I AM Labour by background and instinct, and have been for independence for a while now, on the basis of: why wouldn’t you?

But I was dismayed to learn from Dr Gerald Edwards (Letters, September 19) that we would be too poor to manage to be independent.

He says that issues (he makes them out to be problems) like the NHS, free personal care, the postal service, the armed services, pensions, and even house price valuations would mean that it would be just impossible. Or certainly far too expensive to achieve.

Crikey. Who knew?

Now part of me wants independence just to test Dr Edwards' assertions and see if indeed Scotland would be the first country ever to take its independence and then fail.

At least we would be rather a remarkable piece of history and I could regale my grandchildren with that.

There seem to be more Weary Willies and fearties than I had realised, but if it is indeed true that we are too poor, and just not able to do independence successfully then I’ll have to rethink

George Archibald, Lasswade.


FOLLOWING the recent fiasco in Afghanistan there was much agonising and soul-searching on the part of the foreign policy establishments in Britain and the United States as to what had gone wrong. A good deal of the analysis centred on the need for a rethink of the West's strategic priorities and how the West could best promote its values in the wider world. How it could best counter the challenges of China, Russia, North Korea, Iran, Islamic extremism.

What was missing from the "analysis", and this was abetted by lazy journalists, was any attempt to define what actually constitutes the West or what Western values actually are. Is Saudi Arabia or Israel part of the West? Did the last US President,who sought to overturn his country's constitution, aim to uphold these values?

"Analysts" however can take comfort from the fact that the problem may becoming simpler. In a national newspaper last weekend a well-known broadcast and newspaper journalist wrote an article under the heading, "France is not a reliable partner to the English-speaking defenders of freedom". In other words only a select number of countries can be relied on to uphold freedom and true values.

The article has relevance in relation to the piece by Iain Macwhirter ("If the English are so progressive, as Brown says, why vote Tory?, September 19) Mr Macwhirter comments that "England is often portrayed as a kind of proto-fascist regime of middle-aged middle-class white men." I do not idealise the Scots nor am I complacent that they are somehow immune from far right ideas but there is something sinister occurring in the mainstream, not the margins, of right-wing English politics. Let's keep it out of Scotland.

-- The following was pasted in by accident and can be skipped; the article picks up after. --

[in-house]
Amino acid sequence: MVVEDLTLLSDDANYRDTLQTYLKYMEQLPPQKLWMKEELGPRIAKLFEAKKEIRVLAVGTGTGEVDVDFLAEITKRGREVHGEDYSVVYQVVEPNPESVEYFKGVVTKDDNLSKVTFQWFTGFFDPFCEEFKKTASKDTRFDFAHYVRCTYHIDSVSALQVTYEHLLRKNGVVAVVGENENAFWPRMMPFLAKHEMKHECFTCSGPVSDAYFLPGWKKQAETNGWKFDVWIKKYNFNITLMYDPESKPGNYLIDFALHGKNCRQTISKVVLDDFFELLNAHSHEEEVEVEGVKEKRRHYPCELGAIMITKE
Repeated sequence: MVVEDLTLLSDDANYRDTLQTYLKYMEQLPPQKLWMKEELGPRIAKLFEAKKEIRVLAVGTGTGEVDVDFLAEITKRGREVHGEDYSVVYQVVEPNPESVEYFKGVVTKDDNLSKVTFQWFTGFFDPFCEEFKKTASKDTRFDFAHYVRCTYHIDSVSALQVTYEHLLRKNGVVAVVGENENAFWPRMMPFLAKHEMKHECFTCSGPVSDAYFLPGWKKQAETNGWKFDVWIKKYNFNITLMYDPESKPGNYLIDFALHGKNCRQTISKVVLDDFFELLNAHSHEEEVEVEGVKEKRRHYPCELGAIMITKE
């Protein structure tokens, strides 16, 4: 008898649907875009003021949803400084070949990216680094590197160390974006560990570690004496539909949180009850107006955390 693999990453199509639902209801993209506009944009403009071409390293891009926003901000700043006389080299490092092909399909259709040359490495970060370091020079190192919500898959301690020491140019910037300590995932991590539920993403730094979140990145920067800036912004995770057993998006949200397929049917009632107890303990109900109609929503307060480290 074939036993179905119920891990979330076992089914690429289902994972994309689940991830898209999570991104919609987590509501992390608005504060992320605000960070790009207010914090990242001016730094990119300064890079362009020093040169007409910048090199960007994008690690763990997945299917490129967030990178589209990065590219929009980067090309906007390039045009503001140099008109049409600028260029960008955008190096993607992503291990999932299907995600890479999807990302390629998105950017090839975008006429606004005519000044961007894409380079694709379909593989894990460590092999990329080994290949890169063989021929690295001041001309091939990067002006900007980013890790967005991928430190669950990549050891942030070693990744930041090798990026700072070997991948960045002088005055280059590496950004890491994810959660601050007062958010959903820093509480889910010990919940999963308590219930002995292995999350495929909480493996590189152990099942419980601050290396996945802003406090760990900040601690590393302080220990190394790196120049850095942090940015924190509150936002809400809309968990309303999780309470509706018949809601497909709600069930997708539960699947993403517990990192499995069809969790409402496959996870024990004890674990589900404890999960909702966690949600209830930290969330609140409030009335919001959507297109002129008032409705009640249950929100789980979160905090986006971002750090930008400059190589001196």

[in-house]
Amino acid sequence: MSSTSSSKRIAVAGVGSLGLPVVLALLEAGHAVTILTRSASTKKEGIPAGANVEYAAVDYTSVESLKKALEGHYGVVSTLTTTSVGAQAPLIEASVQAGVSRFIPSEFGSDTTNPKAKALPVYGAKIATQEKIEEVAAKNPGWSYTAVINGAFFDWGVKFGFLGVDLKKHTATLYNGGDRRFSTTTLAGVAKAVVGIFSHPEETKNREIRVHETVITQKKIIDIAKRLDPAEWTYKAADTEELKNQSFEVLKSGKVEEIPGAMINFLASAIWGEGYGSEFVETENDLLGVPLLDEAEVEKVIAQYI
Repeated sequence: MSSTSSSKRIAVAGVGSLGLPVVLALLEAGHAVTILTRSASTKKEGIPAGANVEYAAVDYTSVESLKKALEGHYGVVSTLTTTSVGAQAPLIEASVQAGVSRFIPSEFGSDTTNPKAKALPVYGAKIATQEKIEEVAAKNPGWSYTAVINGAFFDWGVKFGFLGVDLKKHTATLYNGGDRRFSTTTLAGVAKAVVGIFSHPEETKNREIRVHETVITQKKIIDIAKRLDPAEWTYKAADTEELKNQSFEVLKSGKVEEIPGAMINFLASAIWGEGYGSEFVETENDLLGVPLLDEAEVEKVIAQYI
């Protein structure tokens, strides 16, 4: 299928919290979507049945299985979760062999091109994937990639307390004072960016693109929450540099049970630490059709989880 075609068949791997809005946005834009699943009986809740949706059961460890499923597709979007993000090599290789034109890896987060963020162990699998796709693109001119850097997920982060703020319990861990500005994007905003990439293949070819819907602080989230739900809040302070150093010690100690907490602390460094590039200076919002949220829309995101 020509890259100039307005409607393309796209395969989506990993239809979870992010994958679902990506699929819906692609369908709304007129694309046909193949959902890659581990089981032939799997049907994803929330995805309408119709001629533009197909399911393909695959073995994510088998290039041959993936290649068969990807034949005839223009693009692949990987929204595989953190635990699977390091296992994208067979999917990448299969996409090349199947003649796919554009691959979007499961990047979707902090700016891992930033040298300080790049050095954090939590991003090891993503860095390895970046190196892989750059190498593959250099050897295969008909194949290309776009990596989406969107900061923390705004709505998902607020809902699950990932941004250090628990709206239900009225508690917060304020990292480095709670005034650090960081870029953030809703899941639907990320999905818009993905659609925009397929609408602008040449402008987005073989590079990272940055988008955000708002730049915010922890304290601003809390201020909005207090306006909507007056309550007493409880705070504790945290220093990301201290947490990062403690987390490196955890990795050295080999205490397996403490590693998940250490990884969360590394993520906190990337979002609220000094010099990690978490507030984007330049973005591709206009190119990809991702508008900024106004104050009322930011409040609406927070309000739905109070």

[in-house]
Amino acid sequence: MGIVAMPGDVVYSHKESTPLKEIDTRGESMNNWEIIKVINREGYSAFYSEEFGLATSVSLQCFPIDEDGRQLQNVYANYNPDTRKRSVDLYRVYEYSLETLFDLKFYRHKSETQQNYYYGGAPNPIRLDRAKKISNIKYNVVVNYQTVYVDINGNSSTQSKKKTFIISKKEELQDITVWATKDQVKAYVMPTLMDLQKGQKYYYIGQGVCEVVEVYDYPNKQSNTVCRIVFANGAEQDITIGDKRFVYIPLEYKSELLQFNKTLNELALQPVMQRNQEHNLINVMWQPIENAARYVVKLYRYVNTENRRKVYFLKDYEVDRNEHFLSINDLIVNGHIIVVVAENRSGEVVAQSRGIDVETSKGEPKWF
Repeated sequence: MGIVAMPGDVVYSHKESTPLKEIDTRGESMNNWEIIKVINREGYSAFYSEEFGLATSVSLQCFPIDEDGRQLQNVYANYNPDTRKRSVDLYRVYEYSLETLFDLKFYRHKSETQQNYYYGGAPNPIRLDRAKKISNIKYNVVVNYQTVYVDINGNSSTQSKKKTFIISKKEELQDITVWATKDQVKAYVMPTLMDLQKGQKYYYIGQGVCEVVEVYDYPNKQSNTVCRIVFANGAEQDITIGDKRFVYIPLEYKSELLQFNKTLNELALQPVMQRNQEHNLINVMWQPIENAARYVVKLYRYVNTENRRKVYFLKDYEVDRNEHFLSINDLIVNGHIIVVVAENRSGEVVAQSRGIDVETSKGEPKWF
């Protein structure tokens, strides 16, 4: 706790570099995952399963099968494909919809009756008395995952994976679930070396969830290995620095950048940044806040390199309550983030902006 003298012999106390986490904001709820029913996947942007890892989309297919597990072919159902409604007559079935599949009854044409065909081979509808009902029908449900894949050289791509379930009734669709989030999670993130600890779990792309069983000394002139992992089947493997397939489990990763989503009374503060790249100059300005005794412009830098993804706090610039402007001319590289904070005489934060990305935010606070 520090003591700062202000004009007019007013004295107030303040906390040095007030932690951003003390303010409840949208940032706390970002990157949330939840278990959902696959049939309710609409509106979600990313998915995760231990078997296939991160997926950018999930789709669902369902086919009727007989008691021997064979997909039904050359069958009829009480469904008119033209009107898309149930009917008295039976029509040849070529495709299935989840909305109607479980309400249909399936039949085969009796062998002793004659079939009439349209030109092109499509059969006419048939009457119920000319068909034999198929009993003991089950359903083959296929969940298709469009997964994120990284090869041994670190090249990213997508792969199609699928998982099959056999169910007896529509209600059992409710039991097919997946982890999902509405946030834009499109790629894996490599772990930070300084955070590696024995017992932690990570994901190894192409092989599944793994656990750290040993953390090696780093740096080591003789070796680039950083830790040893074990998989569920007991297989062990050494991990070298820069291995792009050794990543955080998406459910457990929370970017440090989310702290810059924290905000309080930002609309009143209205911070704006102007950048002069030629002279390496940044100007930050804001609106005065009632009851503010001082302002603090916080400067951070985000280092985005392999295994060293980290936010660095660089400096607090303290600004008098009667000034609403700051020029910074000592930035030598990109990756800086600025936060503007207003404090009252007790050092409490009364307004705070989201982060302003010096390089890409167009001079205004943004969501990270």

Brian Harvey, Hamilton.


AS I looked through the list of government appointments in Boris Johnson’s recent reshuffle, I had a eureka moment. Beyond some leading ministers and a couple of others who had campaigned for Brexit, I had never heard of any of them.

Not a single one of them had come to public attention for arguing strongly and passionately for or against anything. And then the penny dropped. We have such poor government because ministers and their juniors are selected for their complete lack of concern about what actually happens in the real world.

Nor are Holyrood and the other devolved assemblies any better, in fact quite the contrary, for the same process of appointment is in operation, coupled with much smaller and weaker pools of candidates to pick from.

As long as lack of concern for the real world, more often than not coupled with ignorance of it, is the route to political advancement we will be ruinously badly governed.

Otto Inglis, Crossgates.


I WAS much taken aback by the recent report about allowing 12-year-olds to declare the gender they wish to be considered without any consultation with their parents.

That prescription would set in motion a very worrying trend in so many areas. To downplay the importance of parental relationships with their children could easily lead to other societal abuses which would absolve adults with ulterior motives of any blame should the opportunity for such abuses arise. Paedophilia comes to mind as an area which could enter such an arena.

However, the main thrust of my contribution comes down to the part nature plays at the conception of individuals.

All individuals receive an innate chromosomal composition marking them out with a programme to be fully triggered during puberty through their physical development complemented by the hormones nature provides to produce fully-functioning males or females for the perpetuation of our species.